Can You Detox From Alcohol At Home?
By Midwest Detox Staff
Many people dealing with alcoholism want to learn how to detox from alcohol at home. While some alcohol abusers do try alcohol detoxification with home remedies, it is not recommended. In fact, it can be downright dangerous. Without the supervision of trained professionals, you could easily relapse or experience fatal health complications. So, in today’s guide, we’re going to take a closer look at alcohol detox, explain why home detox is a bad idea, and offer some alternatives that can help you or a loved one achieve sobriety.
What Is Alcohol Detox?
Alcohol detoxification is the process of slowly and systematically cleansing your body of alcohol over a relatively short period of time. While someone might say they are going to “detox” after a night of heavy drinking, they typically mean a period of unsupervised abstinence. However, if you have developed a dependence on alcohol, you will require a more formal and safe way to cleanse your body. Consequently, checking into a detox clinic is a necessary first step toward recovery from alcohol addiction, as it creates a solid foundation for long-term recovery.
Detox is so important because excessive consumption of alcohol makes the mind and body dependent on the substance. At the same time, tolerance builds up, making it harder to achieve the desired level of inebriation without larger quantities of alcohol, which only worsens the cycle of addiction. Like any addictive substance, this increases the risk of health complications, including alcohol poisoning. Unfortunately, stopping the intake of alcohol cold turkey is almost never a safe option, as the withdrawal symptoms can be quite severe. As a result, formal, systematic alcohol removal with round-the-clock medical supervision is the best way to detox.
Since alcohol withdrawal symptoms can be extremely uncomfortable and even life-threatening, the alleviation of these symptoms is often the primary goal of alcohol detox. Depending on the severity of the addiction, alcohol detox could take up to several weeks to complete. If you choose to get help to detox, trained professionals with monitor your vitals, administer medications as needed, and provided a comfortable, supportive, and therapeutic environment in which to cut off your alcohol addiction.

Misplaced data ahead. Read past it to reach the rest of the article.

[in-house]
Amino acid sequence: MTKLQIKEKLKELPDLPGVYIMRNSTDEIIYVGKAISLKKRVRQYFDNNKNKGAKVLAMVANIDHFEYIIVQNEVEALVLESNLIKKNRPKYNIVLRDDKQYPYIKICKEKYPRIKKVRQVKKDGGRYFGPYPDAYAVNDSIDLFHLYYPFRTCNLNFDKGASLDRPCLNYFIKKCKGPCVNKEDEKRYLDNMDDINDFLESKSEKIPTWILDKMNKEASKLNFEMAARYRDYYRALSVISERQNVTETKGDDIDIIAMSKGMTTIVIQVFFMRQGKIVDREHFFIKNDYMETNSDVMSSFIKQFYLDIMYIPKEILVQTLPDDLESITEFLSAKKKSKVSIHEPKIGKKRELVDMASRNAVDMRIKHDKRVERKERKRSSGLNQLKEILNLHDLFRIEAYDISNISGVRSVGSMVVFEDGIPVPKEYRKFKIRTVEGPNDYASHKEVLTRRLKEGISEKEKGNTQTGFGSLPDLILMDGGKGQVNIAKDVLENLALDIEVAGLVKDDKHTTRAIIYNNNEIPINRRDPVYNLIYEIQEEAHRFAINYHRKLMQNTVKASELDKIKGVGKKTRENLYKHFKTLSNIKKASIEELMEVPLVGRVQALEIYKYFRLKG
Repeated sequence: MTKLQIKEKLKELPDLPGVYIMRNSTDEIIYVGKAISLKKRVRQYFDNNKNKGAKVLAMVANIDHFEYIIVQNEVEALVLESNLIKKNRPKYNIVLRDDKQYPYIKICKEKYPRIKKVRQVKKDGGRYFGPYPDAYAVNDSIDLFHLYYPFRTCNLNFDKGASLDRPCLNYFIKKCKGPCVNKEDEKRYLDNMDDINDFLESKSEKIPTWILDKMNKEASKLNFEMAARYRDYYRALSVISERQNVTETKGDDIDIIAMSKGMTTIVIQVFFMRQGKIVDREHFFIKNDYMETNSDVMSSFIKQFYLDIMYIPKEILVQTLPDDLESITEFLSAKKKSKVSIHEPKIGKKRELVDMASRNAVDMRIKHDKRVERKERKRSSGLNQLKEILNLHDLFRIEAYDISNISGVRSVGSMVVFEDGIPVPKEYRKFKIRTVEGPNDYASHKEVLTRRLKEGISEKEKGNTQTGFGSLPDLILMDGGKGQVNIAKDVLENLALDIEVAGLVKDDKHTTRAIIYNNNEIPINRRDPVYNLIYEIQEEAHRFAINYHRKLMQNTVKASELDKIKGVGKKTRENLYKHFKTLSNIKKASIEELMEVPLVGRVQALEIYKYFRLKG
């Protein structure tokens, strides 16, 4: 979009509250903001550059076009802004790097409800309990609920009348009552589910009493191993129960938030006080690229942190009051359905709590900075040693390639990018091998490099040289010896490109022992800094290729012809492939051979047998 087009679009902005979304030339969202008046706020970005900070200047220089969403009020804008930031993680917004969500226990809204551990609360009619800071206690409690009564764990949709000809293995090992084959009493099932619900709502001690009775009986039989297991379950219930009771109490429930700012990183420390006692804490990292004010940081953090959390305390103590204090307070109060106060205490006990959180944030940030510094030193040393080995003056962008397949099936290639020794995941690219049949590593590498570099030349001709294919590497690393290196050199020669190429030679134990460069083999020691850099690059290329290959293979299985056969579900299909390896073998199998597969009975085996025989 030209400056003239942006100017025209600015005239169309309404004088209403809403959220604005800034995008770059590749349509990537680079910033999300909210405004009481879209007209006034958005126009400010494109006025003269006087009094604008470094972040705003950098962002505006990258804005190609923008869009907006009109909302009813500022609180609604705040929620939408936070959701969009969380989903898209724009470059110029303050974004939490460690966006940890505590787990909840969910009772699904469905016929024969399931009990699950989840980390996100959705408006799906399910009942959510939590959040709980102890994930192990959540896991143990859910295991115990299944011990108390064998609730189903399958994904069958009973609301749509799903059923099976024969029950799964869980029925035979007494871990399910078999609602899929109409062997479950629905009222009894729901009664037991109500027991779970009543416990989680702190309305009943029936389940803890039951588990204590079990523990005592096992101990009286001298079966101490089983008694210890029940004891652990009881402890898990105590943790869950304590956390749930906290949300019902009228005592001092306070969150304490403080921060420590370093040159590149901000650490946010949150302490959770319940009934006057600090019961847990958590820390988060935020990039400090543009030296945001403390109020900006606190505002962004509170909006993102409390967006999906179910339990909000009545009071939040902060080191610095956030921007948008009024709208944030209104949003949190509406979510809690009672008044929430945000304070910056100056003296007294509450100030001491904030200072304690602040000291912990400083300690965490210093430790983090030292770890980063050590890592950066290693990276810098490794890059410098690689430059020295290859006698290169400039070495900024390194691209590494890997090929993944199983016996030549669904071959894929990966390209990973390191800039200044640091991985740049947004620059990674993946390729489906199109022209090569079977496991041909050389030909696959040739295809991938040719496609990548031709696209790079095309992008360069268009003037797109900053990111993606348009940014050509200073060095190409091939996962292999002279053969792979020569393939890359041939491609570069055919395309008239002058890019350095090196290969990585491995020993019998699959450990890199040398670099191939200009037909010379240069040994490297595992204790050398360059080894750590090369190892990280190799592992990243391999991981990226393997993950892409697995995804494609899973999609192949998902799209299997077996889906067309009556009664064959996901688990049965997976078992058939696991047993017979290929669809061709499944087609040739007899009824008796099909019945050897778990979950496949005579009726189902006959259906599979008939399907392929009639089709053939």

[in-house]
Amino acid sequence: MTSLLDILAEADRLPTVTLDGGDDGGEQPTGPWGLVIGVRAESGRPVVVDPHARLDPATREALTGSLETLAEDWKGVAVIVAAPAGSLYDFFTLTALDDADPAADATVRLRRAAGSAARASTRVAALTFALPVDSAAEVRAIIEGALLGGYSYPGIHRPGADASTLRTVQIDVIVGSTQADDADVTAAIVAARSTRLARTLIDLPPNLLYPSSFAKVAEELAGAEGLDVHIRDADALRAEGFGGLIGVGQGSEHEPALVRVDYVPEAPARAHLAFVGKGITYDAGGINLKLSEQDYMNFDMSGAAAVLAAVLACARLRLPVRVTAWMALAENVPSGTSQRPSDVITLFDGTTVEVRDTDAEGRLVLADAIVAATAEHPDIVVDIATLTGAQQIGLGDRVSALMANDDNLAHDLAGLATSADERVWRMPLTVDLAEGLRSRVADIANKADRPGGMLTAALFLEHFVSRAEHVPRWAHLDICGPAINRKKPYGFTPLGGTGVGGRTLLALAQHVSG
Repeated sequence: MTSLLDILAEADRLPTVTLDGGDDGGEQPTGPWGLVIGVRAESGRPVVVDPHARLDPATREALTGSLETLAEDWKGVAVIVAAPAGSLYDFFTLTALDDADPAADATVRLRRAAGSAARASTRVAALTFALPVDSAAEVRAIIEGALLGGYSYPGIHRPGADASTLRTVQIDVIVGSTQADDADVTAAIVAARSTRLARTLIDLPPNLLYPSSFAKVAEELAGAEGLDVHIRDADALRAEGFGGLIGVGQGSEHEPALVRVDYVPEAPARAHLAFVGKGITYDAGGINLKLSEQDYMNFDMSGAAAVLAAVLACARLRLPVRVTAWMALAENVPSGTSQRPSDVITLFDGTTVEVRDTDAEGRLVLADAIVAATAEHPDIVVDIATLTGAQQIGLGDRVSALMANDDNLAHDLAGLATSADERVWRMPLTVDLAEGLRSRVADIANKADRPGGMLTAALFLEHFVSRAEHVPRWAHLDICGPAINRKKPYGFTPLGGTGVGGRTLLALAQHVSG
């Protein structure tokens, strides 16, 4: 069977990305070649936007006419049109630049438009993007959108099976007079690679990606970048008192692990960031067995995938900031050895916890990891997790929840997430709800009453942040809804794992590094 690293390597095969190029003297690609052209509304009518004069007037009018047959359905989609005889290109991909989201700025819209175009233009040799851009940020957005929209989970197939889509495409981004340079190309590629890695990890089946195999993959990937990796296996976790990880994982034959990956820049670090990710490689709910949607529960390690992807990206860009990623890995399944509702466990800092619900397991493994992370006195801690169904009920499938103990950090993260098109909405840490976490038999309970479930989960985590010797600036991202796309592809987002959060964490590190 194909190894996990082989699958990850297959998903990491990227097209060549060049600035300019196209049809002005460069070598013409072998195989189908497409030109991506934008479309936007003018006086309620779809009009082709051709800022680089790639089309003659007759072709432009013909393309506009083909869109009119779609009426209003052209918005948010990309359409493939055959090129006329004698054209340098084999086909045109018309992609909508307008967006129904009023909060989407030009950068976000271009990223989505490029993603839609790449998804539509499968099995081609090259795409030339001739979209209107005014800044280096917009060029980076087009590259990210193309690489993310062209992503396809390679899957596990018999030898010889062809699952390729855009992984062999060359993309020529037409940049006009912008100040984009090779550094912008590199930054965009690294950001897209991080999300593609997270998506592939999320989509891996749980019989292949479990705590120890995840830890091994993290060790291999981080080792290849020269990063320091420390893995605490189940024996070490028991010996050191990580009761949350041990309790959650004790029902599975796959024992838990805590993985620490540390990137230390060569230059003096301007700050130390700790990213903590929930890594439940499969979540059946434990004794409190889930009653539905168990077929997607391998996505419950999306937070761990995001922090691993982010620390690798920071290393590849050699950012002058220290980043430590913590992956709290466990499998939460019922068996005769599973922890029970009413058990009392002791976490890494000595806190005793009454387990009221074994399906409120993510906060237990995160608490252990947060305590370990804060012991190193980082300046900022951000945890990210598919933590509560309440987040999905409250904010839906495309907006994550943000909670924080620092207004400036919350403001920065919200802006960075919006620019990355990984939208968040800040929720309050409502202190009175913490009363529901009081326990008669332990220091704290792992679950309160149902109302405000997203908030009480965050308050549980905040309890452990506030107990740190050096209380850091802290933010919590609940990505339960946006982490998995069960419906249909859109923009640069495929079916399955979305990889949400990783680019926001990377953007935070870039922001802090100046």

It’s also important to remember that detox is just the first step in the recovery journey. It is recommended to begin with a comprehensive alcohol detox and then continue your treatment with inpatient or outpatient rehab. In many cases, the combination of detox and rehab can help you develop the skills to stay sober for life.
Alcohol Detox Withdrawal Symptoms
Part of the reason that so many people think that they can manage their own detoxification is because they are unfamiliar with (and unprepared for) the symptoms of alcohol withdrawal. The truth is that withdrawal can be very intense. Without professional supervision, it could be very easy to relapse during the early stages of recovery. Additionally, many of the symptoms can be severe to the point of causing permanent health problems or even death. Below, we will go over some of the most common symptoms associated with alcohol withdrawal:
- Difficulty Sleeping
- Panic Attacks or Anxiety
- Increased Heart Rate
- Elevated Blood Pressure
These are often the symptoms that make alcohol withdrawal uncomfortable. You may find it difficult to function without proper sleep. At the same time, symptoms like shaking (also known as tremors), nausea, excessive sweating, and confusion can make it even harder to go about your daily routine. Plus, work or school are nearly impossible when you’re experiencing a rapid heart rate, elevated blood pressure, and unpredictable anxiety.
Much like hangovers from binge drinking, alcohol withdrawal can cause a sensitivity to light and sound that can lead to severe headaches. The combination of all of these factors makes it very difficult to get sober and stay sober without help. This doesn’t even take into account the more severe symptoms of alcohol withdrawal known as Delirium Tremens (DTs). These symptoms generally include: